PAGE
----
Fair Isaac claims that the FICO credit report score is used in 75% of mortgage loan originations. 75%? OK. Sounds reasonable, even though there is not much of anything published to back it up other than the writing of a bunch of lemmings. So, let's go with it.
But, before moving on, one more thing: In 2000, it was 75%. In 2001, it was 75%. 2002: 75%. In 2003, still 75%. 2005, yep, 75%. You would think that number would change. We are, after all, talking about a statistics company. Hasn't it gotten to 80 yet? Or is it 99%, and they just don't want to scare us with that omnipotence?
Good score. Good score. Good score.
So, what's a good FICO score, really?
More curves in the road ahead. Fair Isaac says one in the "mid-700s or higher" is a high score. On the other hand, Fair Isaac said 700 is "healthy." On the third hand, 600 seems to be an OK FICO score. Fair Isaac said, "Anything below 600 is considered someone who probably has credit problems that need to be addressed."
Having fun yet? Wait till you see The Bar.
FICO Score History and Histrionics
Fair Isaac puts it like this: "First general-purpose FICO score debuts--BEACON at Equifax. (1989)."
A decade passes. Fair Isaac (it's their score—and don't you forget it—they named it after themselves) says stuff like, "Fair, Isaac's job is not to tell you how to get a better score," "The terms of the our contract with the credit reporting agencies prevent either of us from disclosing scores without the other's permission" and "A lender does not have to disclose a score to a consumer, and it is our opinion that disclosing a consumer's score is not particularly helpful to that consumer." (1)
In 2001, they start selling consumers access to their rankings by releasing the Equifax FICO score, "BEACON." The TransUnion "EMPIRICA" score (now the "FICO Risk Score, Classic") followed in 2002, and Experian's FICO score (now the "Experian/Fair Isaac Risk Model") in 2003.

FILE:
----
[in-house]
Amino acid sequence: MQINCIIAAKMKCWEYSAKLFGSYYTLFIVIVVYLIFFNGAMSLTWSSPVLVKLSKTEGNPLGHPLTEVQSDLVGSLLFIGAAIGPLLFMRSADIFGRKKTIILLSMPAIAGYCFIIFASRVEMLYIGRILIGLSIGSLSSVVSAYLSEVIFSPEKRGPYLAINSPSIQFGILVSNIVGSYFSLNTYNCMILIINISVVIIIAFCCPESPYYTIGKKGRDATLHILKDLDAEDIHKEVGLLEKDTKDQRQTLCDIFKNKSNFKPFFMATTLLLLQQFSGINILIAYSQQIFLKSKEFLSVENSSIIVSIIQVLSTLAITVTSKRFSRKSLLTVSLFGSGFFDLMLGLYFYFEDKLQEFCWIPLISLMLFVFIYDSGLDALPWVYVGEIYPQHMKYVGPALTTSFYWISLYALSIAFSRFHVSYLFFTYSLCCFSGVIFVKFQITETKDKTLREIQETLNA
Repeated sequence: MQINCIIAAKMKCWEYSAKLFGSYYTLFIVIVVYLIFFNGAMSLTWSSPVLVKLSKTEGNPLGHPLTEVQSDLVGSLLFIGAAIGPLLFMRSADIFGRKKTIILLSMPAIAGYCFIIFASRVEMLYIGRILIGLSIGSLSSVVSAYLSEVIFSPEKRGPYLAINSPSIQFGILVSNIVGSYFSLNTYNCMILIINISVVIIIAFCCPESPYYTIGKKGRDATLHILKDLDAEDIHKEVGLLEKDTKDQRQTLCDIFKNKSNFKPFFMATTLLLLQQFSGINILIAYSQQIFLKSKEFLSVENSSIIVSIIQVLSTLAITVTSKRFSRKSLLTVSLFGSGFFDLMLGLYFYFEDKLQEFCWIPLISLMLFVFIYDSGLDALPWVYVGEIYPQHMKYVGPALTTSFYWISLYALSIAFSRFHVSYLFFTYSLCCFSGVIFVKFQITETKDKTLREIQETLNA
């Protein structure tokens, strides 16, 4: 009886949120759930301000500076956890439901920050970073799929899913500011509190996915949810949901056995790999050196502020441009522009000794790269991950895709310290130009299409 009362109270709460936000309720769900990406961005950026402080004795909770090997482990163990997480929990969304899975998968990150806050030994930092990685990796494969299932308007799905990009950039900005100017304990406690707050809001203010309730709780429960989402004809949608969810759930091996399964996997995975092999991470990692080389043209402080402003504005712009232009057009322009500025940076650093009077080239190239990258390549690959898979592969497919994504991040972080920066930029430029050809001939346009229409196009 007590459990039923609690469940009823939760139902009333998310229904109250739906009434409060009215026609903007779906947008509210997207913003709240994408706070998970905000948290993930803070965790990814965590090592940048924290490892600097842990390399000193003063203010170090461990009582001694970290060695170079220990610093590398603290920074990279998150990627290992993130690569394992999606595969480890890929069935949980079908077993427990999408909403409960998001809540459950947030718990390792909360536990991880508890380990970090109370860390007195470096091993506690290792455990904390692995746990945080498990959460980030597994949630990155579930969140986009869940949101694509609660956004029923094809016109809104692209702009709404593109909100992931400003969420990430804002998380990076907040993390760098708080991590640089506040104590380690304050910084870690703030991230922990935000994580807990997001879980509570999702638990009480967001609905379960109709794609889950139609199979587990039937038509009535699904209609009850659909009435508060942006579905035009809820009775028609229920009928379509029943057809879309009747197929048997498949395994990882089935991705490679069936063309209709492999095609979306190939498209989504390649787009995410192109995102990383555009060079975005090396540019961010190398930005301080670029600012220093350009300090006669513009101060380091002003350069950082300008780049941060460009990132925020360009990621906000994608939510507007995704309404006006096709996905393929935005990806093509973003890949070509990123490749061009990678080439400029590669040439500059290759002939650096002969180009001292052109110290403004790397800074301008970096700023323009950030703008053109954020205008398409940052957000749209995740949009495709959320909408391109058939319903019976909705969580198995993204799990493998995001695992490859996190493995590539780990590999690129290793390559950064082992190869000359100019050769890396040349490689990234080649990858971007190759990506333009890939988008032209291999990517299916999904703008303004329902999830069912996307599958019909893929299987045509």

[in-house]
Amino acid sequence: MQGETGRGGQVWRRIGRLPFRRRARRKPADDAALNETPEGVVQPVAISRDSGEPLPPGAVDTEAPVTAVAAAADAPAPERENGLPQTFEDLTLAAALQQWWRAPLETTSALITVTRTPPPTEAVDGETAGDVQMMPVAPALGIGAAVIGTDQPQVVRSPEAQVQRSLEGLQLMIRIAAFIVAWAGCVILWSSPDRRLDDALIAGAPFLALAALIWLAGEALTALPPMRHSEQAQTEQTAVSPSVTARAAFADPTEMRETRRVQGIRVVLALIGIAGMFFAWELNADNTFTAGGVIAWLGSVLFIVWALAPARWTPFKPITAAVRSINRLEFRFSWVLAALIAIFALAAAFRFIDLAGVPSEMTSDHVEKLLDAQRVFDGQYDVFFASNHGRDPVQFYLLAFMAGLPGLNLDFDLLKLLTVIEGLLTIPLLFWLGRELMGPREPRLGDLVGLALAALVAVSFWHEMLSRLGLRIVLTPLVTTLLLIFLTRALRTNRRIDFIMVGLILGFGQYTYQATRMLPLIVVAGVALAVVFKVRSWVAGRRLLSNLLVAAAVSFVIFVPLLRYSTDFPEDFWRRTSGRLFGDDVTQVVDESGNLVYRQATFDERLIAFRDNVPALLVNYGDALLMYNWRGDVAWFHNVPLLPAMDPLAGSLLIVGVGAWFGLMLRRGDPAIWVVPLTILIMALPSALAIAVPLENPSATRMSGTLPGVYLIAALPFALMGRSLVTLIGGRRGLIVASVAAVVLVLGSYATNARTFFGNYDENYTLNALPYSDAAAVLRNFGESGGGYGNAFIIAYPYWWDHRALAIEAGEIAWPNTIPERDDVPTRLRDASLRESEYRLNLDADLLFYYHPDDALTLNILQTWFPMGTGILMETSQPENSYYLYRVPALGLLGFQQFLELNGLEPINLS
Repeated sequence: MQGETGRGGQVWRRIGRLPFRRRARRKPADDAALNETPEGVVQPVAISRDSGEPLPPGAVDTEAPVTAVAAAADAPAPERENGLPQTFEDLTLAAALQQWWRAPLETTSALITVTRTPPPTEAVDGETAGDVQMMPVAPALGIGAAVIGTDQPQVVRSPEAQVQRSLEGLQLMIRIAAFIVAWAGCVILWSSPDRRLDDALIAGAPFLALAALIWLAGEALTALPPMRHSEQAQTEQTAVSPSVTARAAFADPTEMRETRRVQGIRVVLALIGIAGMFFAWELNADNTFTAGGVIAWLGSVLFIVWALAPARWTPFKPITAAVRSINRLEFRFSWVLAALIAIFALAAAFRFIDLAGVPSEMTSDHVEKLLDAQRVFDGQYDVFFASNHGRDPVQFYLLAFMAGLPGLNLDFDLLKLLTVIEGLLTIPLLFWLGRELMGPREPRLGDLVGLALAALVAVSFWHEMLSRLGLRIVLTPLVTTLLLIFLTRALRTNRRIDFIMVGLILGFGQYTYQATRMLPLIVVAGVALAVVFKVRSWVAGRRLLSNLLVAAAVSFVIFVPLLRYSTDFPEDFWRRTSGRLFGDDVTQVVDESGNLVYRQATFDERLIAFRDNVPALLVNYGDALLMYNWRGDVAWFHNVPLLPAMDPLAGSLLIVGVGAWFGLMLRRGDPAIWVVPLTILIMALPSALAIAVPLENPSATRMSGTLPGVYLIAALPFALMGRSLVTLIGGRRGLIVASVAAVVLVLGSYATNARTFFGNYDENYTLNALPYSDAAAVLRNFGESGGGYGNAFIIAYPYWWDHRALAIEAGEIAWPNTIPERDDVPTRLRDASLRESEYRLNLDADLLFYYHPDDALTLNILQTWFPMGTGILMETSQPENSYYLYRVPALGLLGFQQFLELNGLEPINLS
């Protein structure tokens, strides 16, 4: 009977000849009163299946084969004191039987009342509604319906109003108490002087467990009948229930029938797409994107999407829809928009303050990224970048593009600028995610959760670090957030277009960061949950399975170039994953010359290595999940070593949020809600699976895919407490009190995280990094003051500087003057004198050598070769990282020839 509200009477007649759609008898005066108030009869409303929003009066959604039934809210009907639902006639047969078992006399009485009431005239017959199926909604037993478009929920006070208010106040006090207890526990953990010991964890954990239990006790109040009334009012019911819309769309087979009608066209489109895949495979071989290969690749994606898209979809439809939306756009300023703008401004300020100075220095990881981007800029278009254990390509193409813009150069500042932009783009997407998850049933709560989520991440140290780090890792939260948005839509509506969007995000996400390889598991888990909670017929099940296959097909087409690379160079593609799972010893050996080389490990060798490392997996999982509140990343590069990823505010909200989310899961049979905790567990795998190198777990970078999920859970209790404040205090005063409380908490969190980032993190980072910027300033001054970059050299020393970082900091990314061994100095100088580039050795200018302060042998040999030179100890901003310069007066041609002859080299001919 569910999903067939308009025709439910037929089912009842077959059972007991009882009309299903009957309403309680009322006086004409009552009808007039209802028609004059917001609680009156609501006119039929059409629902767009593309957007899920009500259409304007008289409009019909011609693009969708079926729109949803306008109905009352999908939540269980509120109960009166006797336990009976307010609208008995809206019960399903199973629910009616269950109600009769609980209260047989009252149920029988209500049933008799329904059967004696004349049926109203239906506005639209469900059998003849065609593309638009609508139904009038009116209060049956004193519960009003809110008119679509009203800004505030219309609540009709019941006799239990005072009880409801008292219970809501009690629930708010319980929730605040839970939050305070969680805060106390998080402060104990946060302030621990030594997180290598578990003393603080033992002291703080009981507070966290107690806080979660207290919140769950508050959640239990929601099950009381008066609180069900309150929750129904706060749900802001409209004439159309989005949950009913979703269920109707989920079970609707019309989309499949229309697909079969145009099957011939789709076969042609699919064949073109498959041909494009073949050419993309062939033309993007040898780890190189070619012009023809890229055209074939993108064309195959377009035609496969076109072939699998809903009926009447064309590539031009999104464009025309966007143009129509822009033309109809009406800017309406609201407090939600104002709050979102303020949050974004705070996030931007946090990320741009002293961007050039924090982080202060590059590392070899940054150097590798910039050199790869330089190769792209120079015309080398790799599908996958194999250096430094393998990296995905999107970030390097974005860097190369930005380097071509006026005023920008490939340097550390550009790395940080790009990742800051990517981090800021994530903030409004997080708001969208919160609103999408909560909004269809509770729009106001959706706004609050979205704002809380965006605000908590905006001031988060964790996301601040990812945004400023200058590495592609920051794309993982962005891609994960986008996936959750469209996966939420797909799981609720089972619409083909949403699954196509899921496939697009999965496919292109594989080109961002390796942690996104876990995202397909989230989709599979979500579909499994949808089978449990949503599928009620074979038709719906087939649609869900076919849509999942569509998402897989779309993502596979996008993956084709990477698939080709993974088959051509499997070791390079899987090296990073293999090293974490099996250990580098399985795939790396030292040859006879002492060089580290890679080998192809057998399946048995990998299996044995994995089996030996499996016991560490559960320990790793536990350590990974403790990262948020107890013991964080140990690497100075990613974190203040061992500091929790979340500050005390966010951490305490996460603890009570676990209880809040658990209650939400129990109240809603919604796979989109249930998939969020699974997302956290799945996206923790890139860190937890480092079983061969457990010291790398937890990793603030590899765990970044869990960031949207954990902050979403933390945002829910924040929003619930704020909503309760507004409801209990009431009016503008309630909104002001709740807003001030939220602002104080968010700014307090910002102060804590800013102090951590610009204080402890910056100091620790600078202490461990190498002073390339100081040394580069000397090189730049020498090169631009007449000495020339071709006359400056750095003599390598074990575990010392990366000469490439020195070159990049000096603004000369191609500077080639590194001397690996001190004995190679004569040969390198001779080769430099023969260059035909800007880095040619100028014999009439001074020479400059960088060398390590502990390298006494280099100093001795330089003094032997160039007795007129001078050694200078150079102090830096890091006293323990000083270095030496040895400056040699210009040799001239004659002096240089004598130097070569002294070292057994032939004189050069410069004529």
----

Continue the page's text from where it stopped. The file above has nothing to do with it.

Today, a search engine page on the subject returns 117-million results.*
Going from super-secret to Super Bowl advertising, Fair Isaac did an about-face-- with myFICO.com (indeed, featuring the chattering Suze Orman). Yes, today, there's no reason to try to explain FICO credit scores better than the experts. Why take some journalist's paraphrase when you can go to the source?
What is the meaning of a FICO score? What does it predict?
Predictive analytics. That depends on who you talk to. Fair Isaac's web site says it isn't so much a credit rating as it is a ranking: "Classic FICOÂ® risk scores rank-order consumers according to the likelihood that their credit obligations will be paid as expected."
The myFICO.com web site asks
"The median FICO score in the U.S. is 723. Where do you rank?"
So, on that continuum of 300 to 850, you have your special place, your score, and everybody else sits in relation to you.
Professor Michael E. Staten, Georgetown University says, "The FICO risk score is derived from a statistical model that uses information on credit use from credit bureau files to predict the likelihood that a consumer will have a serious delinquency, bankruptcy, or other major derogatory event in the next two years."